Women are becoming an increasingly powerful force in American philanthropy, bringing economic clout and financial acumen to charitable giving and assuming leadership roles.
In a recent webinar sponsored by the Purposeful Planning Institute, Melanie Hamburger (left), principal at Catalytic Women in Mill Valley, Calif., discussed the growing profile of women in the philanthropic arena, some of the challenges they face and the way in which their approach to charitable giving differs from men’s.
Catalytic Women, according to its website, is a consortium of philanthropy professionals who bring practical experience to helping individuals give wisely and with maximum impact.
A Shifting Demographic
Hamburger noted that in 2010, individuals in the U.S. donated $212 billion to nonprofit organizations. Thus, individuals have a significant role in funding nonprofits in general, providing a market mechanism to the sector.
In the San Francisco Bay area, where her work is concentrated, and across the country, Hamburger has noted a shift in demographics. Intelligent, well-educated women are focusing time on decisions that serve themselves and their families well and are engaging in philanthropy at a sophisticated level.
She said the market of Catalytic Women is women roughly in the 40-to-65 age range, many of whom have given up careers because they married into complicated situations of wealth, involving perhaps a successful husband, children, multiple properties and managing household spending decisions–essentially running a business.
Many of these women, she said, are now engaging in philanthropy at a very high level. They bring powerful collective economic clout to spending decisions. They think about best models of nonprofits and fund those models.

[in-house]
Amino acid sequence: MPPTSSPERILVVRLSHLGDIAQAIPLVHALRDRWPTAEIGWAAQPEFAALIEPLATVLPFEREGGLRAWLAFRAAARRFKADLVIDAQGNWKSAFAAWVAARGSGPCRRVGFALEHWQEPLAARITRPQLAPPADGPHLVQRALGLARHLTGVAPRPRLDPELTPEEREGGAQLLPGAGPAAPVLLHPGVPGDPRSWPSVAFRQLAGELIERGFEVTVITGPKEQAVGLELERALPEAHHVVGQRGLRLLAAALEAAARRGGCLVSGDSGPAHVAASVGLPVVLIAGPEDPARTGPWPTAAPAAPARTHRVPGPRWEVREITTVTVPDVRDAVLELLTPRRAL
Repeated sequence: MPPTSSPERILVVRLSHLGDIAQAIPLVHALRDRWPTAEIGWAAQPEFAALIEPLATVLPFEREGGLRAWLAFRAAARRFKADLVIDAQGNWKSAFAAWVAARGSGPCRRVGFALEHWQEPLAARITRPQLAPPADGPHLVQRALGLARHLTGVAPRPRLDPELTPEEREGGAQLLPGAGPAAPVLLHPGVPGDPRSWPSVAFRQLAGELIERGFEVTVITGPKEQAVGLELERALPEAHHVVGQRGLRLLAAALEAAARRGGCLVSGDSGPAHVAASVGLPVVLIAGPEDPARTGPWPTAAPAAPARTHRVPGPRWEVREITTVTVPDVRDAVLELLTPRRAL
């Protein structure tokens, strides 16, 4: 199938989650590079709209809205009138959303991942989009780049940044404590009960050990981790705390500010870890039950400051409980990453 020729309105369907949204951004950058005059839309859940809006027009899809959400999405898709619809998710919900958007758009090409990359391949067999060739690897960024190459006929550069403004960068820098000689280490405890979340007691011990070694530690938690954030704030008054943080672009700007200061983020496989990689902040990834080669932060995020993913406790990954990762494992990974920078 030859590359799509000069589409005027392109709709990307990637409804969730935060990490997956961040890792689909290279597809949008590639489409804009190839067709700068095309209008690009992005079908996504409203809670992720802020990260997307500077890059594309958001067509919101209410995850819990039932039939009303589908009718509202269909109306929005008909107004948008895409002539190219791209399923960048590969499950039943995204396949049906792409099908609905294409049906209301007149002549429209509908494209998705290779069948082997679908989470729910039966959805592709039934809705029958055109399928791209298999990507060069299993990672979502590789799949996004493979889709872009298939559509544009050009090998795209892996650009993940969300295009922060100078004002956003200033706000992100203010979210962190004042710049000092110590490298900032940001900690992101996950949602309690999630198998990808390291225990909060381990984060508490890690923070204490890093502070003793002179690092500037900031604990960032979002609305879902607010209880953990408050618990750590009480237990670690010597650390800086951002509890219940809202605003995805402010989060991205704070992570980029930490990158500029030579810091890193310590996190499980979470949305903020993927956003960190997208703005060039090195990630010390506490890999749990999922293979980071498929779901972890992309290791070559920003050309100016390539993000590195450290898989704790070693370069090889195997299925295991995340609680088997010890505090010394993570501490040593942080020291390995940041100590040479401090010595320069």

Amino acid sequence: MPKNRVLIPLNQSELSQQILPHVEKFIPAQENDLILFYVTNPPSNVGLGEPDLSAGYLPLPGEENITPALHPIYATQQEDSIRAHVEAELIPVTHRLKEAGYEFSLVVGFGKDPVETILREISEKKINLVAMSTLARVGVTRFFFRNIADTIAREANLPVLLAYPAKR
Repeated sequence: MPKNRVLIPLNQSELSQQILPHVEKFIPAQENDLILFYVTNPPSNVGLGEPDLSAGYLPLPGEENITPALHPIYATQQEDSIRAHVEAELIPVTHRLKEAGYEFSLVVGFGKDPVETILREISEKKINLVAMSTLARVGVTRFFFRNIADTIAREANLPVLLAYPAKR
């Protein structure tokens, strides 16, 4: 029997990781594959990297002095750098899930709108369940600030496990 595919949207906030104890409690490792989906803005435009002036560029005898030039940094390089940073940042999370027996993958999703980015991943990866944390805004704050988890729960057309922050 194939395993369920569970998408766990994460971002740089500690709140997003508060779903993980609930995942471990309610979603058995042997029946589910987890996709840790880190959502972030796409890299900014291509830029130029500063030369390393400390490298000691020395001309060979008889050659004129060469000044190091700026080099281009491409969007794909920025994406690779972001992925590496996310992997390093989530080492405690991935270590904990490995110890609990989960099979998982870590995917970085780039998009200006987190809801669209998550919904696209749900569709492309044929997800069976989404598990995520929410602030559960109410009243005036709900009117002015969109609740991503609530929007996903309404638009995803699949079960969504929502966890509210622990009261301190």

Women, she said, are shifting into positions as leaders; many have run family foundations. “A lot of women in the Bay Area are starting significant foundations,” she said.
Not everybody has yet figured out how influential women have become in philanthropy. She cited an example from her days as a fundraiser. When she and her colleagues were getting ready for a big “ask,” she would remind them to focus on the wife rather than direct all their attention to the husband because the wife is often the decision maker in these decisions.
And women are making decisions about philanthropy in a collaborative manner. Whereas men might look at a charitable donation as a transaction, she said, women focus on the people they work with, advisors and the staff at nonprofit organizations. In short, for women a charitable donation is a long-term investment rather than quick transaction.
Hamburger, who started her career in corporate finance, spoke of the value of investment strategies in influencing approaches to charitable giving. She said that in the nonprofit sector, no market mechanism exists to make decisions about which provider is doing the best job.
“An organization can continue unintentionally to provide mediocre service,” she said. “Unintentionally, without a feedback loop in the market, we might miss opportunities to hone services.”
She said that applying a finance-related way of thinking to the nonprofit world is a positive
There is also an underside to the corporate model, she said. “Being thoughtful about how we give can sometimes mean making painful decisions, for example, not to fund certain organizations, deciding our charitable dollars can be better used elsewhere.”
And saying no can be difficult for women. “When women make decisions, we think about the people involved,” she said. “That makes saying no all the more difficult, because it seems some sort of lack of validation of the people involved. That’s not what’s intended. But saying no to less-effective nonprofit programs is critical so we can free up more money to invest in the best-functioning organizations.”
Sometimes, donors shift their giving because an organization may have outgrown a need for money. As well, a donor in the process of giving will educate herself about the problems themselves and the various solutions and strategies being used to address them. “I will start to change my priorities as I become more sophisticated in my knowledge. My priorities will change. I know the organizations and the solutions that are working.”